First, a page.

At 10:16 PM, Michael Griffin parked in the lost across from the main entrance. At 10:19 he was at the nurses station, and Dr. Simon was paged. Dr. Griffin was led to Heaven’s room, where two nurses and Dr. Simon had collected. “Is she sleeping? Or is this coma?” he asked. “How could you know that?” one of the nurses asked. “Because this is poisoning,” he responded. Now they had to figure out what kind. And they had to hurry. As Dr. Simon and Dr. Griffin review the lab results, a nurse from the unit came to the waiting room. “There is a young man downstairs who says his name is “Rain”, and that he is Heaven’s “life mate.” Should I send him up? Both doctors said, “Yes.”

After berating Dr. Griffin and Dr. Simon about the fakery of modern medicine, Rain finally got down to asking how his life mate was doing. “I’m afraid not too well” Dr. Simon responded. Dr. Griffin asked if they might ask a few questions. Rain sat down at the table and agreed. At this point, Dr. Simon turned over the conversation to Dr. Griffin.

“Where were you and Heaven this morning and last night?” He asked. Rain responded “We are staying at the campsite with some friends. It’s over on the outside of town. It’s perfectly legal, is public land,” he began to grow defensive. Can you tell me if there were any chemicals that you may have come into contact with, especially Heaven, as you seem ok. Rain proceeded to explain that over the last few days the group had been resting, preparing for the upcoming demonstration against a logging company. He explained that some demonstrations can last days within weeks. Dr. Griffin sat back in his chair and thought for a moment. “Do you recall what heaven eight over the last few days?” He asked.

Rain explained that, unlike major agricultural corporations, Mother Nature takes care of her children. They didn’t believe in processed foods, with all their poisons. Rain had taken a course on natural food harvesting and he provided all that they needed from Earth’s bounty. Dr. with and asked if he might be more specific. “Heaven is switching over from a carnivore diet that she grew up with to a vegan diet. It is more healthy, and besides, meat is murder”. Dr. Griffin asked if he might remember what she had eaten the night before, or perhaps that morning. He replied that she had eaten some nuts that he had collected in the woods, and a big salad that she had made for herself out of fresh spring greens. Dr. Griffin asked if he had eaten any of the greens? The answer was no.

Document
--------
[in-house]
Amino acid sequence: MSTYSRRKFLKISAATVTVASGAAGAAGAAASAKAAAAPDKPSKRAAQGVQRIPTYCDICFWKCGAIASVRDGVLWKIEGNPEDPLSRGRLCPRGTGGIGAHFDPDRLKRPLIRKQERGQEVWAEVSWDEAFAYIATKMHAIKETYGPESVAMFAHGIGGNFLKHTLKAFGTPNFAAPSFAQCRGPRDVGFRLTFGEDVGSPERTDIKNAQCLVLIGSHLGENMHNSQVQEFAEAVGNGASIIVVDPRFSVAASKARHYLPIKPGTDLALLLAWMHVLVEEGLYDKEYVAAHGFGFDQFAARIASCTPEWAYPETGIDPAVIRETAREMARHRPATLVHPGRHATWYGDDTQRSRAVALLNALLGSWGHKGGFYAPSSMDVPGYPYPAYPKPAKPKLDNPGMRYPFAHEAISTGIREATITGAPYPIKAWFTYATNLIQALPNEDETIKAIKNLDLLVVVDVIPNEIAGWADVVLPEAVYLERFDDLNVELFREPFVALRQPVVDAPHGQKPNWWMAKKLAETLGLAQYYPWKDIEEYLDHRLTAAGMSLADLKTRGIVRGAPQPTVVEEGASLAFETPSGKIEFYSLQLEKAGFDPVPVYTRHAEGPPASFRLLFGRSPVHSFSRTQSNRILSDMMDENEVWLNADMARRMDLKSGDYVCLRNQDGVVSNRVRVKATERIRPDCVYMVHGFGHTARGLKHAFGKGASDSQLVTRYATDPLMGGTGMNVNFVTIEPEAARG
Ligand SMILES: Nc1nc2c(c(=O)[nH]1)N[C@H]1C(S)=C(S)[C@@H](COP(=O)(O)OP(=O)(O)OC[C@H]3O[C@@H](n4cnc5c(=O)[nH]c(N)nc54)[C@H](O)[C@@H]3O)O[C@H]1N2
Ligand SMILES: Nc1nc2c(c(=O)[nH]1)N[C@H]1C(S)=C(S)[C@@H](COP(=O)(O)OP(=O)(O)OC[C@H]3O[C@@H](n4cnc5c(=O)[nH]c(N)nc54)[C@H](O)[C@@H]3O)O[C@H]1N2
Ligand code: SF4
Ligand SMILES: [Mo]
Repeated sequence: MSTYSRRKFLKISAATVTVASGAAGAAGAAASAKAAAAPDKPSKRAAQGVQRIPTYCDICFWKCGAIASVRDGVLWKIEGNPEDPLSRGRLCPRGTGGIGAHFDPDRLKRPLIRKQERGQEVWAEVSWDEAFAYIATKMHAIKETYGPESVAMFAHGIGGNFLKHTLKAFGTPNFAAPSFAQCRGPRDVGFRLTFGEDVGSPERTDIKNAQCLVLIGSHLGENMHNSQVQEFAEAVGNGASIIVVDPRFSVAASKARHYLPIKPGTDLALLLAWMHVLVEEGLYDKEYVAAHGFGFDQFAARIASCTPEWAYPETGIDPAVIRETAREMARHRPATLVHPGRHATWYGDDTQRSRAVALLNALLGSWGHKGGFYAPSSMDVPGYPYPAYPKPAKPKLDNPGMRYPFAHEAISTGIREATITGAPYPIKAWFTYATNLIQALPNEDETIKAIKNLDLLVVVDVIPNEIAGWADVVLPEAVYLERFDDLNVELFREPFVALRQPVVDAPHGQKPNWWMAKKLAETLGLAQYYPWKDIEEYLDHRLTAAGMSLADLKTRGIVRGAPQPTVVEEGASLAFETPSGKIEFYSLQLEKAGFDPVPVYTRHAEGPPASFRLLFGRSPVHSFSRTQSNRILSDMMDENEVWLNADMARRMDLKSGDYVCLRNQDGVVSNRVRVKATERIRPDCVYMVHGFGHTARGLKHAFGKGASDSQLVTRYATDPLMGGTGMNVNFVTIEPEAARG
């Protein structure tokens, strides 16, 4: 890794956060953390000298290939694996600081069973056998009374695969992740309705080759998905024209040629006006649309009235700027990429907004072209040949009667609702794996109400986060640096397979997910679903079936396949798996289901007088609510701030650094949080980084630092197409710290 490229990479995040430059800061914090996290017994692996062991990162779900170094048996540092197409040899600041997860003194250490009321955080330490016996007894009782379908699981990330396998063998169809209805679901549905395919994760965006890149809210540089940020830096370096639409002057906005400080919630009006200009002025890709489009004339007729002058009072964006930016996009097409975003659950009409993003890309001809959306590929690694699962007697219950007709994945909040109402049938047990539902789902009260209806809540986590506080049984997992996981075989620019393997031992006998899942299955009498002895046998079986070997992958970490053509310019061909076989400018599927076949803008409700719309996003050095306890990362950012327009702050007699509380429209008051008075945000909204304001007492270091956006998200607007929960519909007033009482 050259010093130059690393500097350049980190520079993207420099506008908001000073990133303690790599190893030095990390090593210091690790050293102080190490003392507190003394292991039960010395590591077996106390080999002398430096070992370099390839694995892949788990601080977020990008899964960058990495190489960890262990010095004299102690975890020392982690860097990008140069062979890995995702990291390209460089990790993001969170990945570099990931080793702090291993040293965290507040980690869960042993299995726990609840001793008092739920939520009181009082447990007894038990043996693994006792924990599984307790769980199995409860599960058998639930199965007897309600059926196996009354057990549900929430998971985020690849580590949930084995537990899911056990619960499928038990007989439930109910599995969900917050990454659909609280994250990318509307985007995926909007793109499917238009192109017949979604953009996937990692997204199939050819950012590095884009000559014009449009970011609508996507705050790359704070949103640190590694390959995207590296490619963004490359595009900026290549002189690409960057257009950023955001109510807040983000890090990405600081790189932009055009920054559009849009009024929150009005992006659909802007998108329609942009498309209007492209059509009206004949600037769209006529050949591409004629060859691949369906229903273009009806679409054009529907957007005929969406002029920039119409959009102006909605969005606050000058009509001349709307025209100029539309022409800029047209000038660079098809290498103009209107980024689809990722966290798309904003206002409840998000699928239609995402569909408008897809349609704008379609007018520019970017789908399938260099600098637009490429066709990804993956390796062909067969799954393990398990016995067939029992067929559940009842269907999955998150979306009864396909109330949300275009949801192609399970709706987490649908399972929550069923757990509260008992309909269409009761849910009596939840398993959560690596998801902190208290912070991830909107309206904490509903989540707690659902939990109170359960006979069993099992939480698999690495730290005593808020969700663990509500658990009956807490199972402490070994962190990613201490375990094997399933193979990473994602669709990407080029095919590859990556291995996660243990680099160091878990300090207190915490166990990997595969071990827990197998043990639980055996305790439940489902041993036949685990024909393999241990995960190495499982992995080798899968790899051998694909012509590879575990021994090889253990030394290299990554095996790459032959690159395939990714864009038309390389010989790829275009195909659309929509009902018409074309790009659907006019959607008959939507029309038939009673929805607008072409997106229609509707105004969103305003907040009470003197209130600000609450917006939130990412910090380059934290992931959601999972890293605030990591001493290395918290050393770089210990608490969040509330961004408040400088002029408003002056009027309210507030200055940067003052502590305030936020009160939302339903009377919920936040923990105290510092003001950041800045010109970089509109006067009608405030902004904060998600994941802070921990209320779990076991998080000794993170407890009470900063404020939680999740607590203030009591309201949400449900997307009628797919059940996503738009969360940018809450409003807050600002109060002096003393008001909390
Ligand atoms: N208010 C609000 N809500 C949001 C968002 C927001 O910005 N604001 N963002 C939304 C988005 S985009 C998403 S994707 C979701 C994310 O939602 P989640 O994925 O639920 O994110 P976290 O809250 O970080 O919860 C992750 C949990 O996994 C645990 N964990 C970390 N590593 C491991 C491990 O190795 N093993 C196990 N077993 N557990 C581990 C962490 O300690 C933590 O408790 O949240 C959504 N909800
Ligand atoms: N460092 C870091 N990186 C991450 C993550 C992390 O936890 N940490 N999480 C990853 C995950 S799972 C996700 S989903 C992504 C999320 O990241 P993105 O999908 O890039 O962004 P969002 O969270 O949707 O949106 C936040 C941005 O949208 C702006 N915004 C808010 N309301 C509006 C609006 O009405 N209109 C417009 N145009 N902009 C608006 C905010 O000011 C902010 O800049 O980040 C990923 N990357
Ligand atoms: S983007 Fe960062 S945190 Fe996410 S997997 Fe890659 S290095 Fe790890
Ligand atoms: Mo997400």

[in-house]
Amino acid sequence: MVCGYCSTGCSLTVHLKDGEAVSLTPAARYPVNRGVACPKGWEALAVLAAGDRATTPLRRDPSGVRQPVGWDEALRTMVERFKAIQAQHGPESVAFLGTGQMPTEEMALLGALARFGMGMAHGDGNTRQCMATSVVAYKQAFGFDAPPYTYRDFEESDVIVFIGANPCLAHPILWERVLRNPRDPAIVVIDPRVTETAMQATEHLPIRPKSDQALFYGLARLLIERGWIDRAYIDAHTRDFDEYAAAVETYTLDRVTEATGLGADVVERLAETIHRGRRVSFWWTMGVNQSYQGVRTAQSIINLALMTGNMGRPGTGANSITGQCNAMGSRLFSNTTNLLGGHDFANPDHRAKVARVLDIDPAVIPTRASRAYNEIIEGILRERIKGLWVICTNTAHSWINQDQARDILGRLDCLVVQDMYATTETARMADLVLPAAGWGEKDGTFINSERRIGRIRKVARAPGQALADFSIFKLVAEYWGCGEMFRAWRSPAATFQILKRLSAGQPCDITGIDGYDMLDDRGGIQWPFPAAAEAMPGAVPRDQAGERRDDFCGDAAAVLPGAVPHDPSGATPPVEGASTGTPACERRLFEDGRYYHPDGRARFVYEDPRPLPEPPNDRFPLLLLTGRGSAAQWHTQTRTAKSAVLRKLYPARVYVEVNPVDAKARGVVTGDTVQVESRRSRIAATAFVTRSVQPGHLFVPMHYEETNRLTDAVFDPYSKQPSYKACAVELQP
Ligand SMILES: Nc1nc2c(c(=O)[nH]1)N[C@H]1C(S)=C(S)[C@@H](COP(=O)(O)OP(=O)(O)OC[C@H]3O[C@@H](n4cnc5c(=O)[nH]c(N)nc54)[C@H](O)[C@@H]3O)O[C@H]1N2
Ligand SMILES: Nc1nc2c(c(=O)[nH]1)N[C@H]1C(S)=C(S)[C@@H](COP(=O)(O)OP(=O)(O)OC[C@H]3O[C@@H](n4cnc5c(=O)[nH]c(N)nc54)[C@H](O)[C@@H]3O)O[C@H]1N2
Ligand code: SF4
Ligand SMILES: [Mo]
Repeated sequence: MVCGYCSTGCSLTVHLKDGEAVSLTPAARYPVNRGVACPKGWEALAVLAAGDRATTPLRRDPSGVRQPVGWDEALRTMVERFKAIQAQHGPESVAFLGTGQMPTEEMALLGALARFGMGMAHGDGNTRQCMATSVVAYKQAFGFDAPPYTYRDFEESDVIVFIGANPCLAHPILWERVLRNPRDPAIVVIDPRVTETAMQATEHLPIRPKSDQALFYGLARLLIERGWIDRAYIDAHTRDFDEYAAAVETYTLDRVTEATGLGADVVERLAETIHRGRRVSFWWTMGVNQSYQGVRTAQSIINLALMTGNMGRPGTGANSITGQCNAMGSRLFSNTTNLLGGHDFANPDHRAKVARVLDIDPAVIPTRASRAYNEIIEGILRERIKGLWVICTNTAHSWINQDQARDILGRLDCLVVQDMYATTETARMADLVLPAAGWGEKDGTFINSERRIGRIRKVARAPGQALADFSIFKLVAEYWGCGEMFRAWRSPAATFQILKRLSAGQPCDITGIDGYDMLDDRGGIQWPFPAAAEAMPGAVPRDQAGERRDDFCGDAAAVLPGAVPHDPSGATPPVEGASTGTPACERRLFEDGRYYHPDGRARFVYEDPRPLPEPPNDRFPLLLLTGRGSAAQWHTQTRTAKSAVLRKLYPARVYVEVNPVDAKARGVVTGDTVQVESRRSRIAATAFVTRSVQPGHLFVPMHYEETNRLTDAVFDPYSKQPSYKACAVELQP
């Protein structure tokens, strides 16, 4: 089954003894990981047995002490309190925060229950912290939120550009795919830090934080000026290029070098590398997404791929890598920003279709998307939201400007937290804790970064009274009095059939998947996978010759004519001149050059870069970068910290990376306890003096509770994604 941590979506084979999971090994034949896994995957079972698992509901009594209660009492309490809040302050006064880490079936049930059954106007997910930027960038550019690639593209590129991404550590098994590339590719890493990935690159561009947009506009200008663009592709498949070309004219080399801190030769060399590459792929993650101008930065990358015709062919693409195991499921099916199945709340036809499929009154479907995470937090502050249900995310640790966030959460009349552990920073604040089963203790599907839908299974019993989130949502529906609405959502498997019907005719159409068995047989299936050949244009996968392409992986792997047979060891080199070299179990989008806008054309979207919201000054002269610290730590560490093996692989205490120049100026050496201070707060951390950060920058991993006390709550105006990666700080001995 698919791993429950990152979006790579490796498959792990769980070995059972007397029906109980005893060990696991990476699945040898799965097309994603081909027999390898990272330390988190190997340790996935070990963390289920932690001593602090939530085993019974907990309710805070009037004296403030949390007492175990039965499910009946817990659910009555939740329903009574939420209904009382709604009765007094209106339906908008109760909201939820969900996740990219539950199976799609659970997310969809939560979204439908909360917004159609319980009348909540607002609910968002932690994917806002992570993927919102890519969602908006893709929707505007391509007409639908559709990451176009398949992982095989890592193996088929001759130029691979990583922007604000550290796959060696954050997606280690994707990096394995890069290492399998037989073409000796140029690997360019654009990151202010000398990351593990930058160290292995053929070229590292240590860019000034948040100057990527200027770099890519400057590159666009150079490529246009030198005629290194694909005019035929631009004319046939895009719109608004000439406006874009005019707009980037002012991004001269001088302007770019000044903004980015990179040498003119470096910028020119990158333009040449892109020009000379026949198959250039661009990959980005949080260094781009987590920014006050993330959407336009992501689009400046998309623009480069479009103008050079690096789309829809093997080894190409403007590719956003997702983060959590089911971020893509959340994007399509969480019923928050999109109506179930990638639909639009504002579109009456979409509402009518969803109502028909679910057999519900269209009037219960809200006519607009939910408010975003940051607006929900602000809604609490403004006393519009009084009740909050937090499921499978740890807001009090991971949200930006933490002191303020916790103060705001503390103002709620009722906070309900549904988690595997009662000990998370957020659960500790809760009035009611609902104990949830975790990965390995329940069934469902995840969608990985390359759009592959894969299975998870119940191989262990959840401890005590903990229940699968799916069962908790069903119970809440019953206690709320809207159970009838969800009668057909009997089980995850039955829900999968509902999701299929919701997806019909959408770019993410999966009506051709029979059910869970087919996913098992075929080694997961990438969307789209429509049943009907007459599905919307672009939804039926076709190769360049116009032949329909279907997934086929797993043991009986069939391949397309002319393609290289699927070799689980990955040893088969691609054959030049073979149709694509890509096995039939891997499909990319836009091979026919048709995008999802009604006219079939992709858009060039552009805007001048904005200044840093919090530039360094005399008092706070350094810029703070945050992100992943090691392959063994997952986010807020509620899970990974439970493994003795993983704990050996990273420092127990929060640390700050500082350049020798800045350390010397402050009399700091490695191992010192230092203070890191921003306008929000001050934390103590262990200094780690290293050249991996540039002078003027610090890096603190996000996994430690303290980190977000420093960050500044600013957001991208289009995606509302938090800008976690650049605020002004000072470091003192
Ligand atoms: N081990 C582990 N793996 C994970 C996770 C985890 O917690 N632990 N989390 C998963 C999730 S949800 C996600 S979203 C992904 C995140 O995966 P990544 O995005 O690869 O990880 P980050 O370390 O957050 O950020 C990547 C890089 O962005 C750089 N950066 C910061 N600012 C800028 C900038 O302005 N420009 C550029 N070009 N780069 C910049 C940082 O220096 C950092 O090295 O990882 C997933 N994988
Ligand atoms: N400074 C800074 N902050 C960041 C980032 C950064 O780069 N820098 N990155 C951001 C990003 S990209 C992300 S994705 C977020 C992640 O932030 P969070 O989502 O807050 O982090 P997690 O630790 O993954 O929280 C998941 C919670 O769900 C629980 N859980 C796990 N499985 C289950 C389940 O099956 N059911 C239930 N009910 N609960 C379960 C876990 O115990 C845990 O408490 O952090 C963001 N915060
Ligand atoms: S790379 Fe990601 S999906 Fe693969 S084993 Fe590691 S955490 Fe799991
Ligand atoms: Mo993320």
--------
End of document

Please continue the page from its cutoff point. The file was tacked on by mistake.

Dr. Griffin asked Rain if he could describe what these greens look like? Rain proceeded to explain that they were wild petunias, and that Heaven also boiled believes to make tea.

Dr. Simon turned to Dr. Griffin and asked if that could be the cause? Dr. Griffin thought for a moment. Many animals eat petunias, particularly those going along his back walk. He had often seen rabbits, and even squirrels munching on them. His wife Pamela had tried everything. Spring with a hose, mothballs, even mulch. Nothing seemed to deter them. Then a thought crossed his mind: what if they had mistaken some of the plant for petunias? Dr. Griffin asked if there was a computer handy, and within a few minutes, the charge nurse produced a laptop.

Dr. Griffin did an image search, and showed a picture of a flowering plant to rain. Is this what she had? “Yes,” Rain remarked, “like I said, petunia.” Dr. Griffin turned to rain and said “No. That’s not a Petunia, that’s Jimsonweed. It is a highly toxic alkaloid, and in a high enough dose it can kill.” Rain began to explain how Dr. Griffin was clearly mistaken, but by then, both doctors had left the room. Dr. Simon called out for the charge nurse, “Get me naloxone and thiamine immediately!” Dr. Griffin suggested taking Heaven’s glucose level. The nurse took a blood droplet and after a few seconds announced the results: 45. Dr. Simon immediately ordered Lactated Ringer’s solution. Although it had been nearly 13 hours since ingestion, Heaven had only passed one small bowel movement. Dr. Simon decided against gastric lavage and ordered Liqui-Char. Activated charcoal is far more effective if used within 30 to 60 minutes of toxic ingestion, but because of the lack of information available, hours had elapsed.

At 3:00 AM, with Dr. Griffin and Dr. Simon sitting bedside, Heaven’s eyes opened and she looked around. “I thought I heard Rain,” she said hoarsely. Dr. Simon explained that he had to get back to the campsite and prepare for tomorrow’s demonstration. Was there anyone else she wanted them to call? Yes. Could someone please call her parents? Heaven gave the number to the nurse, and she made the call. When Mr. Mrs. Kim arrived at the ICU, Heaven was eating breakfast. It was a visibly awkward visit, and Dr. Simon and Dr. Griffin excuse themselves from the room.

Dr. Simon turn to Dr. Griffin, and over his coffee cup asked, “How did you know?” Dr. Griffin explained that in epidemiology, one has to consider the environmental factors of any illness, infectious or otherwise, as a significant influence. In epidemiology, we use a mnemonic called “MIDNIT.” But unlike most in medical research, we add an “E” to Metabolic, Inflammation, Degenerative, Neoplastic, Infection, Trauma… Environmental.” Mr. Mrs. Kim left the hospital that evening with Karen alongside. She explained that the name Heaven no longer fit.

Jimsonweed poisoning is a fairly rare occurrence, but can be deadly. Adults consuming as little as 15 g of leaf fiber or 20 g of Jimson weed seeds can suffer deadly effects.